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Changing Inequalities and Societal Impacts in Rich CountriesThirty Countries' Experiences$
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Brian Nolan, Wiemer Salverda, Daniele Checchi, Ive Marx, Abigail McKnight, István György Tóth, and Herman G. van de Werfhorst

Print publication date: 2014

Print ISBN-13: 9780199687428

Published to Oxford Scholarship Online: April 2014

DOI: 10.1093/acprof:oso/9780199687428.001.0001

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Spain

Spain

What Can We Learn From Past Decreasing Inequalities?

Chapter:
(p.616) Chapter 26 Spain
Source:
Changing Inequalities and Societal Impacts in Rich Countries
Author(s):

Ada Ferrer-i-Carbonell

Xavier Ramos

Mónica Oviedo

Publisher:
Oxford University Press
DOI:10.1093/acprof:oso/9780199687428.003.0026

In contrast with many other European and OECD countries, income inequality has, with the exception of two recession episodes, decreased over the last 30 years. Nevertheless, Spain still remains one of the most unequal countries in EU15. The most important determinants of this inequality reduction have been earnings compression, changes in the tax system, and the large increase in redistributive social expenditures. The current deep economic recession may change the picture for the coming years, as inequality is already starting to increase. In addition, socio-economic features may jeopardize the future well-being of Spaniards, and increase income and social inequalities. These features can be summarized as: the current polarization of education outcomes, the existing duality in the labour market, the traditionally high unemployment rates, the relatively high share of low-skilled workers in low productivity industries, and the large household private debt that makes many households very vulnerable.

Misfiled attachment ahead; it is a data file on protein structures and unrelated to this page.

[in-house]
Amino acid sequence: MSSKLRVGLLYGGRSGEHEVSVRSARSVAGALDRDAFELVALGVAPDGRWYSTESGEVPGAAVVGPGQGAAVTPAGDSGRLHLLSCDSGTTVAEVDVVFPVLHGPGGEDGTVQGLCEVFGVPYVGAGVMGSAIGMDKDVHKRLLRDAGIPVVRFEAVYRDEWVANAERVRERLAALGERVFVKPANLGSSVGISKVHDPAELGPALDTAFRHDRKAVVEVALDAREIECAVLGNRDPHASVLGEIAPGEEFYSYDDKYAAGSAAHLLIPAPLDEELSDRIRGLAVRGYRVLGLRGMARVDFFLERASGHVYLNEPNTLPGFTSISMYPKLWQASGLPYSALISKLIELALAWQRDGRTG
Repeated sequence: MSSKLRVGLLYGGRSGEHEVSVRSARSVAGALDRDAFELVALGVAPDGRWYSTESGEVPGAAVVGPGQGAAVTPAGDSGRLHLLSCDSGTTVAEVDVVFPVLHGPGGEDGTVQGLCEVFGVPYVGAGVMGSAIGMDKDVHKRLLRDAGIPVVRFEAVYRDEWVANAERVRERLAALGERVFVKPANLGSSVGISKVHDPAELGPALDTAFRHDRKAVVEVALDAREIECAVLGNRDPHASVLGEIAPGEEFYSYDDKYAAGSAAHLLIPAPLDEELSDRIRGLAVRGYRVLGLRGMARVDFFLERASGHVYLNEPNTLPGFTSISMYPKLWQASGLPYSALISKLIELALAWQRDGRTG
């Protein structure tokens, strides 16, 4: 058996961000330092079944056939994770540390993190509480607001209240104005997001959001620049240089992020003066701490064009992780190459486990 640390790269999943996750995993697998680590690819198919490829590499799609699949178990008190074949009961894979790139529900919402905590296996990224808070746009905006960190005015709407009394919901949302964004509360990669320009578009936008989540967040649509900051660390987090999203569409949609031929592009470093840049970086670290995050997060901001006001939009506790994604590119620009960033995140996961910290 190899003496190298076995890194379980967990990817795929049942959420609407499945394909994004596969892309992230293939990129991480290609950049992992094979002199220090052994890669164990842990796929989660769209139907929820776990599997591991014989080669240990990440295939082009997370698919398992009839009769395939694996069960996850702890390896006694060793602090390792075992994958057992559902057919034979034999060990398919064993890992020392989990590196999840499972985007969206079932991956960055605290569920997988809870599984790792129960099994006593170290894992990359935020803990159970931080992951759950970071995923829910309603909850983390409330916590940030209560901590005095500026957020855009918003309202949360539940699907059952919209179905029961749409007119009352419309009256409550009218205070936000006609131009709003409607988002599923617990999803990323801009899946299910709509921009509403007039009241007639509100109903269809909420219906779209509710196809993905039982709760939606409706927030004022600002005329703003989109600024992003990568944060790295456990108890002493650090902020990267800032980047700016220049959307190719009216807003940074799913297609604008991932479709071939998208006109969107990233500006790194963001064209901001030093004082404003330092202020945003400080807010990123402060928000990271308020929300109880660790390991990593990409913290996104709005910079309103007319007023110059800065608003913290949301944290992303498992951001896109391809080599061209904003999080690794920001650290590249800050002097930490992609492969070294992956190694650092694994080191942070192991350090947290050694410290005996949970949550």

Keywords:   inequality decrease, earnings compression, education, Spain, dual labour market, social impacts, household debt, poverty, political participation

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